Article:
Been a while since I posted anything so it seems like the perfect time to rant about something.
I am currently a second year business student majoring in marketing. I really enjoy learning about how other businesses conduct/run their businesses. Recently there has been a lot of new Massively Multiplayer Online games introduced into the market. Obviously you have your classics; Eve online, World of Warcraft, etc. Today there are a number of MMO’s all fighting for a small piece of the market. Last year, Star Wars the Old Republic was released and raised the bar of MMO gaming with full voice over. Guild Wars 2 released in summer 2012, was a pleasent update the the classic Guild Wars. Interestingly enough both of these games and the classics have seen massive subscription declines. Why?
Basically as when an MMO gets announced it seeks “beta-testers” these are generally the innovators and the early adopters. They give important feedback on the game as well as entice them into purchasing the game for full price. At open beta you see more early adopters and at launch the early majority. These individuals are willing to pay full freight for the game and enjoy it regardless of bugs etc.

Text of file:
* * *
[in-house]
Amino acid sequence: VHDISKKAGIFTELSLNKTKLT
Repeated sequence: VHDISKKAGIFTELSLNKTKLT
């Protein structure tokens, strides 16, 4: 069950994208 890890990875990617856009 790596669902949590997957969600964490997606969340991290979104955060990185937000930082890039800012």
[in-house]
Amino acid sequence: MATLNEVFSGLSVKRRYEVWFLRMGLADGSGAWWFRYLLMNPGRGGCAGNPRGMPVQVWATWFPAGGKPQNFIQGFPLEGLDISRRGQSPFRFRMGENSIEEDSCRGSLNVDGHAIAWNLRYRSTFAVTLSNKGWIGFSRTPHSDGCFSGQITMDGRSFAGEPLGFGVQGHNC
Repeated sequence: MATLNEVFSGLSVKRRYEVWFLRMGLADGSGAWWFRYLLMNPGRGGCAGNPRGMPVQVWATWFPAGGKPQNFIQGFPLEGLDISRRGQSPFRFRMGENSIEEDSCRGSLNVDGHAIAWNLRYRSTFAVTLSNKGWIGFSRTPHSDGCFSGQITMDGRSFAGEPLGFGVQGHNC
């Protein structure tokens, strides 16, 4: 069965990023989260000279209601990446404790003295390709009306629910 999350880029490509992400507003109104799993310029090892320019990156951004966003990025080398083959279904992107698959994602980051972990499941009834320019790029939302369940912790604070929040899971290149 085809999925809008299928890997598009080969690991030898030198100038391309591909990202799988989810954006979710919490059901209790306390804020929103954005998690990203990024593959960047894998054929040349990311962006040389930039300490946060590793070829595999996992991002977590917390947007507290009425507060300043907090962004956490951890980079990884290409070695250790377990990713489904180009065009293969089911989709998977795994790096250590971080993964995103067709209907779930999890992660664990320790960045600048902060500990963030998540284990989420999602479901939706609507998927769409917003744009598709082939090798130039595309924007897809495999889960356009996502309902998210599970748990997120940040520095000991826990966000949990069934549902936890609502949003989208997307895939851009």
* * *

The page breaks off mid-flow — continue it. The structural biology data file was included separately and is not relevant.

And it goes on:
When an MMO reaches this point they fall right on their faces. For example, SWTOR got to this point had enticed all its early adopters and majority but had no endgame planned (by endgame I mean plan to adapt and restart the product life-cycle). Users quickly lose inters because there is no new content or the new content offered doesn’t appeal or is too late.
Ok, so what happens then?
Well, no surprise the product goes right through the cycle. Late adopters won’t pay the subscription and the game loses is revenue stream. Give it another year and the community for the game is gone.
World of Warcraft may be the exception to this but, ultimately they grasped this with the massive expansions (Pandera, Lich King, etc.) to restart the life-cycle.
So what is the problem?
I think that more games could be successful if designers recognize when its time to restart the cycle. This is easier said than done but having a real plan in the works will extend the game life and ultimately make the experience more fun. I wish I could still play SWTOR but there is no community, no one to run flashpoints with or heroics.
At the same time the revenue streams for games like SWTOR need to be redesigned from the ground up. This means changing from subscription to something else. I don’t know what that something else is but maybe raise the purchase price. I for one would rather pay $80 for a game and never pay for a subscription. But hey that’s just me.